All You Need to Know about Adult Seborrhoeic Dermatitis

What is Seborrhoeic dermatitis?

Seborrhoeic dermatitis is a common skin condition, causing scaly red patches of skin and flaking.

It mainly affects areas on the body where there are a lot of oil-producing (sebaceous) glands and is more commonly found on the scalp, centre of the forehead, sides of the nose, eyelids, eyebrows, moustache and bearded area, behind the ears, armpits and upper chest, under the breast and groin.

The word “Seborrhoeic” means that the rash affects greasy skin regions. The word “dermatitis” means red, itchy, flaky skin. Seborrhoeic dermatitis is also called Seborrhoeic eczema.

Summary

Seborrhoeic dermatitis is a common skin condition, causing scaly red patches of skin and flaking – it is also known as Seborrhoeic eczema.

Signs

The affected areas are usually faintly red (salmon-pink in colour), greasy-looking white/yellow skin flakes depending on the body site affected. For example, affected scalp will vary from mild flaky dandruff to scalier and inflamed skin. Whereas skin folds affected such as under the breasts, groin or under arms look different as the skin is pink and shiny and little or no flaking.

Symptoms

These vary from person to person and range from mild to moderate/severe. Skin flakes (dandruff) may be prominent on scalp, hair, eyebrows, beard or moustache. Affected areas may or may not be itchy. Affected areas may be red and inflamed. Symptoms can vary from day to day for individuals.

Causes

The exact cause is poorly understood, but it is thought that in adults it is an inflammatory reaction caused by an overgrowth of harmless yeast that already lives on our skin called Malassezia.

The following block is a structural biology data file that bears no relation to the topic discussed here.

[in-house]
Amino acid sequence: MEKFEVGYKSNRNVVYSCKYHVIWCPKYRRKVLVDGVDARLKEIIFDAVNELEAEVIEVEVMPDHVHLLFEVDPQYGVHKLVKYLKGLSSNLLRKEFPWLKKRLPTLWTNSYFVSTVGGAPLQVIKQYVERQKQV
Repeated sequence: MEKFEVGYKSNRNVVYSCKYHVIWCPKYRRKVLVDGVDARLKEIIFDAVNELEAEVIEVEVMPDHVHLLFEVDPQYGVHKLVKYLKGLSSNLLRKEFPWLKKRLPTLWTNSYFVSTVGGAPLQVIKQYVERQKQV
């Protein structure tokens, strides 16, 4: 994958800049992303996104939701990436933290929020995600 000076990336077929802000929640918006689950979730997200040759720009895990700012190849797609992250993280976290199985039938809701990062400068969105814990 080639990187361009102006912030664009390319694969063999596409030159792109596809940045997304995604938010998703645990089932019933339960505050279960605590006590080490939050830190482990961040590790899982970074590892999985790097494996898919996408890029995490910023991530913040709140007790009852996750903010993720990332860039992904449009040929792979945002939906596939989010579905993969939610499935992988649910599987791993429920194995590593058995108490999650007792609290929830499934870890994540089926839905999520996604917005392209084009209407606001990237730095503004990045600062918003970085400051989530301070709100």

Risks

It is important to mention that Seborrhoeic dermatitis is not contagious and is not caused by a lack of cleanliness, but it can be triggered by stress, change of season, and fatigue. People who have already an underlying immunodeficiency condition may be also susceptible.

 

Summary

Seborrhoeic dermatitis is not contagious and is not caused by a lack of cleanliness, but it can be triggered by stress, change of season, and fatigue.

Diagnosis

It is important to visit your GP to establish a diagnosis and receive the appropriate treatment.

Treatment

Unfortunately, Seborrhoeic dermatitis cannot be cured and can be chronic and recurrent. However, effective control is highly attainable. Treatment also depends on areas of the body affected.

Scalp: medicated, anti-dandruff shampoos contain certain active ingredients to reduce scale and yeast. For best results, lather shampoo onto scalp and leave as per manufacture’s advice before rinsing out.

Elsewhere on the body: Antifungal creams are used and sometimes combined with a mild steroid to settle the redness. Again use as directed by your Doctor or nurse.

Self-care tips

  • If scalp has thick scale, soften scale by applying almond/olive/coconut oil to scale, leave in for an hour or so, then comb or brush your hair and wash it.
  • Wash your skin with a soap substitute
  • Apply medicated creams and shampoos as directed only. Different products may work slightly differently. Always read the patient information leaflet that comes with your shampoo, if you have any questions, ask your Doctor or pharmacists for advice.
  • Avoid skin or hair products with alcohol, as these may irritate and dry out the skin.
  • Wear smooth-textured cotton clothing as it keeps the skin cool and less irritated.

 


 

If you need guidance about Seborrhoeic dermatitis or other skin disorders, contact the ISF Helpline here.

Share: